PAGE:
What is the Victims and Prisoners Bill, and why is it being criticised?

The bill has allegedly been ‘hijacked’ by Dominic Raab (PA Archive)
The bill has allegedly been ‘hijacked’ by Dominic Raab (PA Archive)

A bill sponsored by former Justice Secretary Dominic Raab will be read in the House of Commons for the second time today, with the aim of cementing the principles of the Victims’ Code in law.

The Victims and Prisoners Bill seeks to provide a minimum standard of treatment for prisoners and improve national scrutiny of prisons, probation, police, and the courts.

In addition, the bill would also create an independent public advocate to represent victims’ interests after disasters like Hillsborough, the Manchester Arena bombing, and the Grenfell Tower fire, as well as prevent prisoners serving whole-life sentences from marrying.

However, the bill is currently facing criticism from activist groups closely linked to the UK justice system, after claims that additional clauses made by Mr Raab during his term have taken the bill too far away from its original goals.

Why is the Victims and Prisoners Bill being criticised?

Revealed three weeks before Mr Raab was forced to resign over bullying allegations, a subsequent watchdog investigation has now found Mr Raab added controversial additional clauses that make the bill “not worth the paper it’s written on”, reports the Independent.

These clauses include giving Mr Raab the power to veto prisoner releases and alter parole boards, moving away from the bill’s original aims to strengthen victims’ rights.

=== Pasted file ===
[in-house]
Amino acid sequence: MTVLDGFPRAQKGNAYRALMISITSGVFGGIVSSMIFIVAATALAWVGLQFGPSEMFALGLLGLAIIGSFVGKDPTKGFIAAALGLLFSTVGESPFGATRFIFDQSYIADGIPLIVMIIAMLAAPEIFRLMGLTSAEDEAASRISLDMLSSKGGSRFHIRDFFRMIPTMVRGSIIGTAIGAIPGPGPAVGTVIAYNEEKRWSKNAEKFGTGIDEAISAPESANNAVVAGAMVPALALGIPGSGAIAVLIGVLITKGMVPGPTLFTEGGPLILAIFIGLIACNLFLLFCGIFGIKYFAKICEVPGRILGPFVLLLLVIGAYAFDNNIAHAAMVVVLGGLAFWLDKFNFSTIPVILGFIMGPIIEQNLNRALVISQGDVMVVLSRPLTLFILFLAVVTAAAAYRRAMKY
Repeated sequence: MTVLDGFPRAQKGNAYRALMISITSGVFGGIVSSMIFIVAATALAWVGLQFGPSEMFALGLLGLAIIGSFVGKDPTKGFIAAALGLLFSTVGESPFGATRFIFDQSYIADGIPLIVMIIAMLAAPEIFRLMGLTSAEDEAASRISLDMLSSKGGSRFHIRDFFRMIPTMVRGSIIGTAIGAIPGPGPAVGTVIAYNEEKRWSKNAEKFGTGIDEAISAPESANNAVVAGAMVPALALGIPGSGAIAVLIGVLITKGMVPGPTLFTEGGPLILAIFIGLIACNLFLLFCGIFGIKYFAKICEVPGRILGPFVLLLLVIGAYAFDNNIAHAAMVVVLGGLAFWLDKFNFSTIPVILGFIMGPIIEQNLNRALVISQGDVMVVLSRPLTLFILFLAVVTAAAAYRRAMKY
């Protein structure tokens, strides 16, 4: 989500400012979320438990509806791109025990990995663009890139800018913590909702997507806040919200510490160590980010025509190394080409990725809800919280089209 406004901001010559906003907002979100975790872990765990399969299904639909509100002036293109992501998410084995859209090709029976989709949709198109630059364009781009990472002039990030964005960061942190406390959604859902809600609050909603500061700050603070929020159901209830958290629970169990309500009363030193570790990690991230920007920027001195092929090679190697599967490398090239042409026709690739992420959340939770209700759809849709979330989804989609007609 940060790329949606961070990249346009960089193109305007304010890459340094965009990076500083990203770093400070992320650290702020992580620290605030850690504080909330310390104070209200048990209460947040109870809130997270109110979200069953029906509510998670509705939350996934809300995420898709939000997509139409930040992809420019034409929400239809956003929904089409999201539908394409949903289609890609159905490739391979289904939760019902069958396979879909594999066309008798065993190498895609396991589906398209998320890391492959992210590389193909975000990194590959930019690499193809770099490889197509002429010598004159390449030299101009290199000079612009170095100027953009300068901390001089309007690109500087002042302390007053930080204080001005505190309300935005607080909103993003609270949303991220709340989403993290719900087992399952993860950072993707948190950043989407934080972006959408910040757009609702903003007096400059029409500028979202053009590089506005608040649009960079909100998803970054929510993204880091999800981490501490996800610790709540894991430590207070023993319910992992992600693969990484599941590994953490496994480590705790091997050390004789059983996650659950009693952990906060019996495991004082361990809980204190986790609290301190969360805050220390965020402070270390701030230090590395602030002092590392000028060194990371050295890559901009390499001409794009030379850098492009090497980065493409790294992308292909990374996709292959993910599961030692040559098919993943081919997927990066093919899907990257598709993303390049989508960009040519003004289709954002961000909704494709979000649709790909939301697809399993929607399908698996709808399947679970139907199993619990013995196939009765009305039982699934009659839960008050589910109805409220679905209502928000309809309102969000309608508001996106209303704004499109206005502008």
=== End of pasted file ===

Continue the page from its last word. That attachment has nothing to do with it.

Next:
At the moment, it’s impossible for the Government to extend a sentence or prevent release, so vetoing prisoner releases would be one way for government officials to do so.

Claire Waxman, who acts as the victims’ commissioner for London, claimed that the Victims and Prisoners Bill had been “hijacked by Dominic Raab” to increase government powers, at the cost of its primary goals.

As such, activist groups such as Women’s Aid and The End Violence Against Women Coalition are calling for the additional clauses to be removed, returning the bill to its earlier function.

“It won’t deliver any meaningful change to victims in its current format,” Ms Waxman told the Independent.

Parliament’s justice committee agreed with Ms Waxman’s comments, stating that the bill fell “short of what is required” and continued to require victims to “claim rights they are often unaware of”.

However, the Government has refuted this, arguing that its proposals put victims “at the heart of the justice system” and that the bill, complete with Mr Raab’s clauses, still addresses its original purpose.

As such, the Victims and Prisoners Bill will be read in the House of Commons today for the second time, where it will be made public for the first time and members of the House will be able to read and review it in full.